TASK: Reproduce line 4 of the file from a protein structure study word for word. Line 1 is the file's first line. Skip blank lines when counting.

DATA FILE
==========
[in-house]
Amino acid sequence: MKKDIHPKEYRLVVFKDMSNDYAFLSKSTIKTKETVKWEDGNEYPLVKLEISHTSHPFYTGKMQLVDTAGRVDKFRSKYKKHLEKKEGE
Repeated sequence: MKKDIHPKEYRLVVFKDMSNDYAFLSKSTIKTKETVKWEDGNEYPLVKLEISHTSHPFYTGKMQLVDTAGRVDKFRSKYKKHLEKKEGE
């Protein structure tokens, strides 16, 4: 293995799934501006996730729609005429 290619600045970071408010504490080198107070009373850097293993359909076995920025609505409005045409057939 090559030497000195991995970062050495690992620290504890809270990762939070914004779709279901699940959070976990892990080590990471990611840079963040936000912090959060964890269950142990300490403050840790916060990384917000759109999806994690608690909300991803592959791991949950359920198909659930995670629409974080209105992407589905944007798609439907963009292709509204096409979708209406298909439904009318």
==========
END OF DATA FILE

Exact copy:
């Protein structure tokens, strides 16, 4: 293995799934501006996730729609005429 290619600045970071408010504490080198107070009373850097293993359909076995920025609505409005045409057939 090559030497000195991995970062050495690992620290504890809270990762939070914004779709279901699940959070976990892990080590990471990611840079963040936000912090959060964890269950142990300490403050840790916060990384917000759109999806994690608690909300991803592959791991949950359920198909659930995670629409974080209105992407589905944007798609439907963009292709509204096409979708209406298909439904009318």